TIPPECANOE COUNTY, Ind. (WLFI) — It’s been six months since the state’s body camera law went into effect that provided law enforcement with guidelines on access, privacy and redaction requirements. Local police say it’s too soon to tell if the law needs to be fixed this legislative session, but they did talk about how it’s going so far.
From the beginning, one of the biggest concerns for law enforcement is the administrative load the release of body cam footage has on police agencies.
“We haven’t been inundated with requests for video. The times that we have, those are labor intensive,” West Lafayette Police Chief Jason Dombkowski said.
That’s why lawmakers allowed departments to charge up to $150 for the release of footage.
“We’ll have multiple officers on scene at the same call for service and you might have two, three, four body cameras going at the same time from different angles and a lot of that is moving,” Dombkowski said.
How long does it take to redact a video?
An experienced editor is able to blur a face in just a few minutes, but what if you add video movement? Depending on the length of the video and the number of people involved, it could take days to edit.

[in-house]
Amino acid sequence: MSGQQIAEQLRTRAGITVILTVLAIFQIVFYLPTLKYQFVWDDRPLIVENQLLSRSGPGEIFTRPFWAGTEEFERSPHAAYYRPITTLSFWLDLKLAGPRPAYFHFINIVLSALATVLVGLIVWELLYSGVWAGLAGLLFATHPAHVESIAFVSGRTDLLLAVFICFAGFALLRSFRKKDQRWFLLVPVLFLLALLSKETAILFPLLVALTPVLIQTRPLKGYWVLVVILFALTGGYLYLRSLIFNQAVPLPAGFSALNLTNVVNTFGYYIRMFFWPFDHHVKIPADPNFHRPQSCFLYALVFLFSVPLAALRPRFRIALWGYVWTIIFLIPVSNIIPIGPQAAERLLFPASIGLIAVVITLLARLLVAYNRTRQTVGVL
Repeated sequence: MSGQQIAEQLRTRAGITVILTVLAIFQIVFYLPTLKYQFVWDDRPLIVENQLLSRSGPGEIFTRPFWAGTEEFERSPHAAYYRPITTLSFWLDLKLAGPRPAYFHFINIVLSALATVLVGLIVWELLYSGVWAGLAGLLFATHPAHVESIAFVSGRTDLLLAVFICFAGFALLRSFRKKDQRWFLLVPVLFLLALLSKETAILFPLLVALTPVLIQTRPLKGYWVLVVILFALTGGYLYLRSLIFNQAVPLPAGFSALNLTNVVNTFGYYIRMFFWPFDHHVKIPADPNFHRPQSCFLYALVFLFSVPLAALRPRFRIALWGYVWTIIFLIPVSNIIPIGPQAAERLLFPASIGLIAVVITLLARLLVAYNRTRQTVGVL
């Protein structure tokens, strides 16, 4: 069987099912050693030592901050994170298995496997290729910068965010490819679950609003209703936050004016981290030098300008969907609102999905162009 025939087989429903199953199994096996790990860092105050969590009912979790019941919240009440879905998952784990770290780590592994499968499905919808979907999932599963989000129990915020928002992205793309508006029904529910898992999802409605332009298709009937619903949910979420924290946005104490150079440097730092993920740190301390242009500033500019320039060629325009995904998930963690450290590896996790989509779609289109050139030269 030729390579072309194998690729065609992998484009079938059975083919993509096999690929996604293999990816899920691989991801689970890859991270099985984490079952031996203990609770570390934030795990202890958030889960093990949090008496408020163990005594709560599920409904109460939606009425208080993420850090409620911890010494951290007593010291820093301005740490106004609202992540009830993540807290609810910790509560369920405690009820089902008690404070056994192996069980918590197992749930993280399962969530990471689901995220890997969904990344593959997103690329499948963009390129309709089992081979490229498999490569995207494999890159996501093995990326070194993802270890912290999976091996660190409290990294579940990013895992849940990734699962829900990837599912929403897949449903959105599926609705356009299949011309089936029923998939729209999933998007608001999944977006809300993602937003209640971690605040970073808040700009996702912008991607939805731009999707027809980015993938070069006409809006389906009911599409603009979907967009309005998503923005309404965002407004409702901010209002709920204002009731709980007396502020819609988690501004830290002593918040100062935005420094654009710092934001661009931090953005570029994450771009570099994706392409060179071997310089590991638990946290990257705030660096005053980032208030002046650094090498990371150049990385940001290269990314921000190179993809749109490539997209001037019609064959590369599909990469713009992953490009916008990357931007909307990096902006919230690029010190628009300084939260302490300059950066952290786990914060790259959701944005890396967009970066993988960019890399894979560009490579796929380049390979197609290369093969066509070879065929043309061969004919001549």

“Our camera isn’t isolated to one person viewing and talking with another person certainly in a public venue, there’s people going by, there’s juveniles to consider,” said Dombkowski.
While that $150 might sound hefty to some, Dombkowski says it doesn’t even come close to covering the cost of service.
“That’s a pretty small amount and it’s so seldom applied that it is not a money maker at all, at least it hasn’t been for us,” he said.
Dombkowski says in the 2½ years they’ve had body cameras, there have been fewer than 10 requests for footage. Although it’s a lot of work, he doesn’t mind if it means body cameras continue in the police force.
“We are a better police department for having body cameras on our officers,” he said. “I know that I can point to cases made for the prosecutor’s office that have been made off body camera video.”
Dombowski says they also help internally.
“We’re more accountable and more transparent than we ever have been to the public that we serve,” he said.
Dombkowski says it will probably take a full calendar year of research before lawmakers will consider tweaking the body camera law.